It’s nearing February, which means many of our New Year’s resolutions may be dwindling in consistency. Statistics show that about 45% of Americans make New Year’s resolutions, but only 8% are actually successful in achieving their goals. In general, the purpose of this annual commitment is to overcome bad habits and become a better version of yourself. Of course, this should be our intention in each moment of everyday life, but a new year certainly does provide the sense of a clean slate.
In his new book “Living Metanoia,” Father Dave Pivonka helps readers understand that repentance and transformation are never just one and done, but rather are a lifelong process.
Father Pivonka is a Franciscan friar and the president of Franciscan University of Steubenville, his alma mater. An author, conference speaker and pilgrimage leader, Father Pivonka was ordained a priest in 1996.
In his book, he fleshes out the Greek definition of the word metanoia, a call which Jesus makes clear in the beginning of the Gospels: “This is the time of fulfillment. The kingdom of God is at hand. Repent, and believe in the gospel” (Mk 1:15). Repentance is key, but the word that Jesus uses here for “repent” is actually “metanoia” and “the original Greek word means much more than just repentance. It means to change, to turn, to think differently,” as Father Pivonka explains. It means conversion, and this conversion doesn’t happen in an instant. He points out that a saint is only a saint because he or she saw the need for conversion not as a one time event, but as a way of life.
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Driving and training the body to stay the narrow path
As part of this lifelong process of conversion, it is helpful to identify and articulate what our relationship with Jesus looks like and to heal any false images that we might have of God the Father. Through naming who Jesus is in your life, and forming a healthy relationship with him, you will be better disposed to open up your heart to him. The beginning of this book poses thought-provoking questions including “Who do you say that Jesus is?”, “Is Jesus enough for you?” and “Can he satisfy your heart?”
After discovering who Jesus is for us, we must have an answer for what we must do to inherit eternal life. This might mean stepping out of the boat in trust and re-prioritizing our treasures in order to keep Christ first.
Of course, stepping out in faith isn’t easy. There is a reason why Peter started sinking when he started walking on the water toward Jesus. Our brothers and sisters who have gone before us have already set the example of embracing suffering. As St. Paul said: “I do not run aimlessly. … No, I drive my body and train it” (1 Cor 9:26-27). Thankfully for us, we have the Church to run along with us and cheer us on as we try to stay on the narrow path.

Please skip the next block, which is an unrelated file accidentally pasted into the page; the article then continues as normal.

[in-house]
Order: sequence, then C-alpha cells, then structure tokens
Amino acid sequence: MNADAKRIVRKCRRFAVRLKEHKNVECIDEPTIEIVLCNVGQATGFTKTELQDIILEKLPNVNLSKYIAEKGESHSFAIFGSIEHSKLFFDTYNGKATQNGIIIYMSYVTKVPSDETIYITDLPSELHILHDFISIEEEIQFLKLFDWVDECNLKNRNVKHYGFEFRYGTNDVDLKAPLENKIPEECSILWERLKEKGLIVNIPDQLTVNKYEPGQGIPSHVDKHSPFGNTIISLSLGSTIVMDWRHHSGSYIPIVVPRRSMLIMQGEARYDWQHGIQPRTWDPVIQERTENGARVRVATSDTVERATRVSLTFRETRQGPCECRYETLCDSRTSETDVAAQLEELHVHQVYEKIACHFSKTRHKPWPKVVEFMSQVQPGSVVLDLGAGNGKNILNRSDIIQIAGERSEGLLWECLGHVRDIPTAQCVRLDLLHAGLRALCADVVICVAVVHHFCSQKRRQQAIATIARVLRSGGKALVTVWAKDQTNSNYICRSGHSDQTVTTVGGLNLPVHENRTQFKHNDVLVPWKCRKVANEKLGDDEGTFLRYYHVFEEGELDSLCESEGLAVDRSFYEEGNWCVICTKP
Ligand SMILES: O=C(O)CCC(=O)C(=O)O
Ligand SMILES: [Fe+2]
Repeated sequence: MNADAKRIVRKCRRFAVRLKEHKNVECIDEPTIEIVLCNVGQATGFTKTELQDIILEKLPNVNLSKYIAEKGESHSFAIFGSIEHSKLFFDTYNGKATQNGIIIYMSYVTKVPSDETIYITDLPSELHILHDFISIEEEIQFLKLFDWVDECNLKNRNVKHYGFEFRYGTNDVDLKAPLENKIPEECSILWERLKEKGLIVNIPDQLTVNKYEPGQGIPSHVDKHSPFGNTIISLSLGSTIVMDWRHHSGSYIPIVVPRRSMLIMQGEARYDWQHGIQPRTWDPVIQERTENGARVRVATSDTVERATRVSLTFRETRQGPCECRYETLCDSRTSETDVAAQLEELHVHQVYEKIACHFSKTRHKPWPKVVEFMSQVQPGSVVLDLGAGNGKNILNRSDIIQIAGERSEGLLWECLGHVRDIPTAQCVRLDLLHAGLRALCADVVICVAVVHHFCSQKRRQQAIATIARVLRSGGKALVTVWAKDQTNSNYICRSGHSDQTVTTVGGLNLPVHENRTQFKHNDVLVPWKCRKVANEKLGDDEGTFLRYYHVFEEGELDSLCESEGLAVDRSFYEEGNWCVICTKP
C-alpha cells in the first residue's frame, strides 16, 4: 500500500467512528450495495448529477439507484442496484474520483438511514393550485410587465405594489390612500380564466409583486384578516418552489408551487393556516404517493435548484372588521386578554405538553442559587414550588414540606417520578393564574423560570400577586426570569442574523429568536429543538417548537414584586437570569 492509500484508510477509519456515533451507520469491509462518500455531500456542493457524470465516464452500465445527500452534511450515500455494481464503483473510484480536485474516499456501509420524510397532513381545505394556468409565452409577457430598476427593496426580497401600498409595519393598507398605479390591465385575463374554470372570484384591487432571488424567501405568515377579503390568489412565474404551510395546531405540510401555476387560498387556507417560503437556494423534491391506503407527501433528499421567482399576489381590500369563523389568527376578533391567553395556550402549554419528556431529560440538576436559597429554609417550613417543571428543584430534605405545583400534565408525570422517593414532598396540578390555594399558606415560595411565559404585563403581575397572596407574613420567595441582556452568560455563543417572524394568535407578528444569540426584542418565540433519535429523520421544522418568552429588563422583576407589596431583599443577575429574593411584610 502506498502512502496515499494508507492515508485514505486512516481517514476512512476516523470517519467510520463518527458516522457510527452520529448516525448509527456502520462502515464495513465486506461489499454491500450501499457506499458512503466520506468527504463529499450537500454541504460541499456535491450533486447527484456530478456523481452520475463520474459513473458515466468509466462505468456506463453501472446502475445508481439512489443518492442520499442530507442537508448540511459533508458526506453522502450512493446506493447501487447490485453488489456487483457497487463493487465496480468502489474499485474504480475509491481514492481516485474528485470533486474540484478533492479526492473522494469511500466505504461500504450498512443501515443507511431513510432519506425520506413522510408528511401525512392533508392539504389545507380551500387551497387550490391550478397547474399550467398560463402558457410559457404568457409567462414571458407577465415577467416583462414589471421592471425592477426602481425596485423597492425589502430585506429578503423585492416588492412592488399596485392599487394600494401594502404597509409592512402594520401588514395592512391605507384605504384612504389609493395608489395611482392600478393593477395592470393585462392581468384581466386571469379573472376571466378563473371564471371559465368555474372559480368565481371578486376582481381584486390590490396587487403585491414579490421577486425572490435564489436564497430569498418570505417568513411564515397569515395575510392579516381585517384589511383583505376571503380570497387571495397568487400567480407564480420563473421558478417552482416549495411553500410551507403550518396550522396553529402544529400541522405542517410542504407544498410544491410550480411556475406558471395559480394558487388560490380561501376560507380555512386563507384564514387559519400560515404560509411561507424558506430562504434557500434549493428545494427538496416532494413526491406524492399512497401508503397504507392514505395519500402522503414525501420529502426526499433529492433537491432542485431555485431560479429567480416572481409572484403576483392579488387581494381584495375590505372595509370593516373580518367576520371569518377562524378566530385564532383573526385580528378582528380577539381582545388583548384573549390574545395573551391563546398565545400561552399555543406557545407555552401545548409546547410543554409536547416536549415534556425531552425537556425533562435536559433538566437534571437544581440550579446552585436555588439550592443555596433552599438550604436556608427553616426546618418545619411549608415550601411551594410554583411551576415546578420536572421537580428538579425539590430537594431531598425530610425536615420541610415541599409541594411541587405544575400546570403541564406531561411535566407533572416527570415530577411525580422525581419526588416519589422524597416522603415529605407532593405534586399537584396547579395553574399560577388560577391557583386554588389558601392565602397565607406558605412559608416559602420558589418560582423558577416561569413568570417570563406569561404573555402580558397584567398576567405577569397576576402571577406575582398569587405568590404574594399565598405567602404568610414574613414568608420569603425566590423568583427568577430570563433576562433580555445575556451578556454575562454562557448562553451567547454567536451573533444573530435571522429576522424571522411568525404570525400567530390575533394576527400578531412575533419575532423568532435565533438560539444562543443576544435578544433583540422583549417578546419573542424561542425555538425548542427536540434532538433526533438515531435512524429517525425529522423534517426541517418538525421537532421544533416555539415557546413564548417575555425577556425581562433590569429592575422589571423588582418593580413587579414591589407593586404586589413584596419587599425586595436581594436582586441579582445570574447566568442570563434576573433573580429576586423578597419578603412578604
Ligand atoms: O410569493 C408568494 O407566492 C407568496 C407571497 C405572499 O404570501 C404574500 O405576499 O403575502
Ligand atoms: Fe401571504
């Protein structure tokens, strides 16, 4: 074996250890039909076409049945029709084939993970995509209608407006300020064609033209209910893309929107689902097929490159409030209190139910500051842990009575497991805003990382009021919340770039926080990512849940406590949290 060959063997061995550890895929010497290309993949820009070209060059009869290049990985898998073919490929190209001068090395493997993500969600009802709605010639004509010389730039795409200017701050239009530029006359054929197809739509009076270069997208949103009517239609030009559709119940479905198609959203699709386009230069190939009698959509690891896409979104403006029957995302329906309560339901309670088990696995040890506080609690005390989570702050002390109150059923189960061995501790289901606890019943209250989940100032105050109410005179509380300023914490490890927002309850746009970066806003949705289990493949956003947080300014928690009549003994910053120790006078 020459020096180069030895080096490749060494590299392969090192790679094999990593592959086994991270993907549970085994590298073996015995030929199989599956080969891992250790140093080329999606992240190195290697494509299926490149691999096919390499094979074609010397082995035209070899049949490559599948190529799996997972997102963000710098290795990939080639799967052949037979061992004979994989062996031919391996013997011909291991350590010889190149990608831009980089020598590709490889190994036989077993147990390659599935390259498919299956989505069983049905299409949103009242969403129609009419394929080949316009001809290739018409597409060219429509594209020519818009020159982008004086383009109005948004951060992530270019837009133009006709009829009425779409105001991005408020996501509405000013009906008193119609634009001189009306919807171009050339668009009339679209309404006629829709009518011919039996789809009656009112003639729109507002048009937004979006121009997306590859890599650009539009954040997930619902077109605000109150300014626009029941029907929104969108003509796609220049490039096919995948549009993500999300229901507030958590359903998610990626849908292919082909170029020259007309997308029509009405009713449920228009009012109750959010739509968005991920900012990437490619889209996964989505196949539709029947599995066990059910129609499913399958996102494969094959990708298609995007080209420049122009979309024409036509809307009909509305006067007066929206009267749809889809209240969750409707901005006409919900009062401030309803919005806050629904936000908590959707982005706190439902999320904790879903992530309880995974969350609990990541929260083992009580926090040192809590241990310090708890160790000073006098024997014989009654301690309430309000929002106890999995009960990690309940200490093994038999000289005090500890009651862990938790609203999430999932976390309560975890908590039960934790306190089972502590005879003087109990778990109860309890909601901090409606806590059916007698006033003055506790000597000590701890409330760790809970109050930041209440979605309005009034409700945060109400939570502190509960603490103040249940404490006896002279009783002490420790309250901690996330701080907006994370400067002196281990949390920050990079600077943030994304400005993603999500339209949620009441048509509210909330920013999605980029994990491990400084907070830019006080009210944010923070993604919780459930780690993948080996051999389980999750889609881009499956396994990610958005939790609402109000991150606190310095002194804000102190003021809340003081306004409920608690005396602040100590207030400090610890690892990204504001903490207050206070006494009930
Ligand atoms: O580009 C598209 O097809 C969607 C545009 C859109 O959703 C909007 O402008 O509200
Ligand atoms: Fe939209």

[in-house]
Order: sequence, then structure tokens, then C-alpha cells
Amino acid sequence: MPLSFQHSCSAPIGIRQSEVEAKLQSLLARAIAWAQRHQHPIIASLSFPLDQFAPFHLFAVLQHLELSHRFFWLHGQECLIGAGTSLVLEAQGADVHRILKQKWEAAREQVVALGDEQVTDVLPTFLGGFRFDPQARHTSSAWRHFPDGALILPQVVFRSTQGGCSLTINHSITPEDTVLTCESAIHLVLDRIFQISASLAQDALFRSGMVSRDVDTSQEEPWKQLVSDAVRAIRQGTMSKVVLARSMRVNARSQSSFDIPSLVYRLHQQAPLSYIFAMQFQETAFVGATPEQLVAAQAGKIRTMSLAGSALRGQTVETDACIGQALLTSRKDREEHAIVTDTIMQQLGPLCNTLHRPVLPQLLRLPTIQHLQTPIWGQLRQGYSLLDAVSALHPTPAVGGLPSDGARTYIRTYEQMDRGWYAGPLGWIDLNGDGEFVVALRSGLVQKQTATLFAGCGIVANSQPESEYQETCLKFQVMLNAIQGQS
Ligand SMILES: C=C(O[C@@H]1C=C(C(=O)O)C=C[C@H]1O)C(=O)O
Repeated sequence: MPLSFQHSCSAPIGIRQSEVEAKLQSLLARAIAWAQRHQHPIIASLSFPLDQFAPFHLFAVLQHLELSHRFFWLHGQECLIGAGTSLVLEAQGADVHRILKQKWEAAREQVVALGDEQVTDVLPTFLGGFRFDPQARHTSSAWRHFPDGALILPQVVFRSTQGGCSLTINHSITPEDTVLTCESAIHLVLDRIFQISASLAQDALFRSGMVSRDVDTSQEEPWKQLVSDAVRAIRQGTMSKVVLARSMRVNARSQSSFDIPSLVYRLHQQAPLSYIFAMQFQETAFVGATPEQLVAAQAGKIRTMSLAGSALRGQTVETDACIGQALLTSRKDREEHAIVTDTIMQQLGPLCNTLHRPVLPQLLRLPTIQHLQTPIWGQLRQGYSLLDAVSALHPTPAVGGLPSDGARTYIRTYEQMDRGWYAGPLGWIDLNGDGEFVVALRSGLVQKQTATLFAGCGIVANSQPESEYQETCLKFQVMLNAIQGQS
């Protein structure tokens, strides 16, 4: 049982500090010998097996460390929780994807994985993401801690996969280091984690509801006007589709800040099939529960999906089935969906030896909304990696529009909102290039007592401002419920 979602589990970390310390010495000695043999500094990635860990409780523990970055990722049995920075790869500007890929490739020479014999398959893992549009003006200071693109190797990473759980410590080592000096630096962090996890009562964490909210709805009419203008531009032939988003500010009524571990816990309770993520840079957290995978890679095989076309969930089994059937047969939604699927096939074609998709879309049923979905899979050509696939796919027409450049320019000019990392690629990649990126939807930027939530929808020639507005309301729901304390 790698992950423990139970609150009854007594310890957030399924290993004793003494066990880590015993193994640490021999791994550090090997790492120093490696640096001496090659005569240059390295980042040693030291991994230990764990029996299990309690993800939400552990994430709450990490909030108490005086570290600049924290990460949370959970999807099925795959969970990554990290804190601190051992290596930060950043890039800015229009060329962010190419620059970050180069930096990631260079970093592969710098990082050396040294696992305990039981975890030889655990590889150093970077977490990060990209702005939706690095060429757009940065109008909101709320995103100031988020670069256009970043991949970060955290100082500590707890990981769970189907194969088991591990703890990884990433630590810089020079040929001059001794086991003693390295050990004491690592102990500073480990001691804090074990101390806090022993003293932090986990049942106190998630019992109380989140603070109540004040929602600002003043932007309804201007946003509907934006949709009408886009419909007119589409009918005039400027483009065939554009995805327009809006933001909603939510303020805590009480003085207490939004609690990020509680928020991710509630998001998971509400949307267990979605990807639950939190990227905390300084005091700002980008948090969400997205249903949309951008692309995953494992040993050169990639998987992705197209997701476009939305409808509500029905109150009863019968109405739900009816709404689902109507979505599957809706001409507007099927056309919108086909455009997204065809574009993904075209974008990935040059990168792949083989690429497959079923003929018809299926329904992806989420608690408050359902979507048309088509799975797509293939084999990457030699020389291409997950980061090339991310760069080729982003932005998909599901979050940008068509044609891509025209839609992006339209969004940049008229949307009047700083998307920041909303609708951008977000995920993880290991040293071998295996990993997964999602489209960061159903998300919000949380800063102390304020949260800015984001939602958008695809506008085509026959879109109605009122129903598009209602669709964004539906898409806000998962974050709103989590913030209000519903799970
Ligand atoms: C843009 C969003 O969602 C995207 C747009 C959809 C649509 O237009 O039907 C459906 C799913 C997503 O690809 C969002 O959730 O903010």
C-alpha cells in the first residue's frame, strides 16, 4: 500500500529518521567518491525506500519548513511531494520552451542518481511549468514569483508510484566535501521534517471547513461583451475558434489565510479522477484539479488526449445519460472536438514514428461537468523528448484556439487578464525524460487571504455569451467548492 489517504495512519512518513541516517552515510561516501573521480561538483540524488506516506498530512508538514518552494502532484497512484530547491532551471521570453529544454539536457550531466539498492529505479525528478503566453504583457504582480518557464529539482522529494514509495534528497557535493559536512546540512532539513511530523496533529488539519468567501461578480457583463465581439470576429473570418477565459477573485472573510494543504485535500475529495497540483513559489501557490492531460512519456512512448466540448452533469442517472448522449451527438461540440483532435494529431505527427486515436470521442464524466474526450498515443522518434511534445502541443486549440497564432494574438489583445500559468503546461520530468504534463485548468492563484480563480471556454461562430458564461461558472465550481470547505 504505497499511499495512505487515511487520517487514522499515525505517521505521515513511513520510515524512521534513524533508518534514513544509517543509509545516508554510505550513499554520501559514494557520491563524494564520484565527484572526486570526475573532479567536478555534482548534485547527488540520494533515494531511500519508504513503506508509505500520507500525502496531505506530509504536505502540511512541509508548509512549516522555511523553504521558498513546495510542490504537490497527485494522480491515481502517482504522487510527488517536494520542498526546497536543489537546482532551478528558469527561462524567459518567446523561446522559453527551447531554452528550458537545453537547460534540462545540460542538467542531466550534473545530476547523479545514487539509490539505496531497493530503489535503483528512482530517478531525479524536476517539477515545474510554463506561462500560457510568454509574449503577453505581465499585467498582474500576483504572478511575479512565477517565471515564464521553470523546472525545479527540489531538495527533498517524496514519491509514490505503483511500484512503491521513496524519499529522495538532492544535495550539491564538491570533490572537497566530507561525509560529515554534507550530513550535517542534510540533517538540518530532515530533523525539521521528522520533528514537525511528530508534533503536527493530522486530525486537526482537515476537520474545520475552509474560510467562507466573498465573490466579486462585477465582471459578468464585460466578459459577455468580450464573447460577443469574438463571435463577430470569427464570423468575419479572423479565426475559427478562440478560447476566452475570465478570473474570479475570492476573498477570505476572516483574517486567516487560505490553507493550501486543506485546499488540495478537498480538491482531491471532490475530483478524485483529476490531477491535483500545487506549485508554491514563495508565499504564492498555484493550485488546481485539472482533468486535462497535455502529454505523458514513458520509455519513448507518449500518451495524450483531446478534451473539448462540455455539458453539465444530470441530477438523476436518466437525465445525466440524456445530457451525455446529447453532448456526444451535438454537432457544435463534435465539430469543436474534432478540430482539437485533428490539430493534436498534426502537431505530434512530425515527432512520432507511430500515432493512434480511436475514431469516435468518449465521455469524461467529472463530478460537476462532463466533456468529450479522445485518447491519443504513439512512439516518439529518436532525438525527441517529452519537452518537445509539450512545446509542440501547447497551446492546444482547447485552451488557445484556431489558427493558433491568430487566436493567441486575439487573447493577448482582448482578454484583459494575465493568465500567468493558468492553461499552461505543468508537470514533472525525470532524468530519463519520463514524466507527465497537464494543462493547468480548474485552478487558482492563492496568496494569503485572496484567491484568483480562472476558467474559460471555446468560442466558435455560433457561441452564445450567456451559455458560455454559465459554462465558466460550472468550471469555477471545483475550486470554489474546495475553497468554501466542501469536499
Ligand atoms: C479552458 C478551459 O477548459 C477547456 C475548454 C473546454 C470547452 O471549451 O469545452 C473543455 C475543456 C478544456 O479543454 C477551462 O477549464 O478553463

Mercy, intentionality and desire
Of course, staying on the narrow path may include a bit of wandering. When we do fall into temptation, it is helpful to recognize how this can impair our relationship with Jesus. Through understanding the gravity of our sin, we are more eager to be reconciled with him. God hopes that we will encounter him in a deeper way as we seek his mercy, and conversion requires a lot of reconciliation.
Conversion also requires intentionality in our prayer. We can tend to overcomplicate our prayer, but the most important thing when it comes to our time with Jesus, is that we come with a sincere heart. Father Pivonka quotes St. Josemaría Escrivá’s idea of prayer where he says: “Put yourselves in the presence of your Father and tell him this much at least: ‘Lord, I don’t know how to pray. I can’t think of anything to tell you.’ You can be sure that at that very moment you have already begun to pray.” Prayer is simply seeking intimacy with him, and through consistency in prayer, we are better disposed to see how he is working in our life.
One might be surprised to find that experiencing intimacy with Christ can actually expand one’s heart to long for more. In Father Pivonka’s words, “God will satisfy the hunger of our hearts, but we will not be filled to the point of not wanting more.” He also quotes St. Augustine: “You breathed your fragrance on me; I drew in breath and now I pant for you. I have tasted you, now I hunger and thirst for more.” Because we are destined for life with Christ, it makes sense that our soul would not be completely fulfilled on this side of heaven.
A calling toward
Father Pivonka writes about how being chosen by Christ means “we are chosen from something into a life with Christ.” What do you think Jesus is calling you from, and in turn, calling you to? When bringing this to prayer, it is okay if you find yourself wrestling with what this might be. Even as his disciples said after the Bread of Life discourse: “This saying is hard; who can accept it?” (Jn 6:60). Metanoia requires both surrender, obedience and stepping out in faith, but we can follow Jesus’ lead and be comforted by the fact that even he wrestled with God’s will as he prayed in the Garden of Gethsemane. But ultimately, he remained obedient and continued to surrender.
As we live metanoia this also calls us on to evangelization. In the final chapter of the book, Father Pivonka writes, “We are an evangelist for whatever we love.” This point made me ask myself: “Do I share about Jesus with the same enthusiasm that I share about my love for travel? Does my relationship with the Lord flow out into the world through loving words and actions?” This book has re-solidified for me that I must keep striving to live in a way that shows the reason for my hope.
What animates you? What have you received from the Lord? Maybe these are questions that you are still asking yourself, and that is okay, because metanoia is a lifelong process. It isn’t done in a day, and it won’t be done tomorrow, but we have a new chance to begin again with each new morning.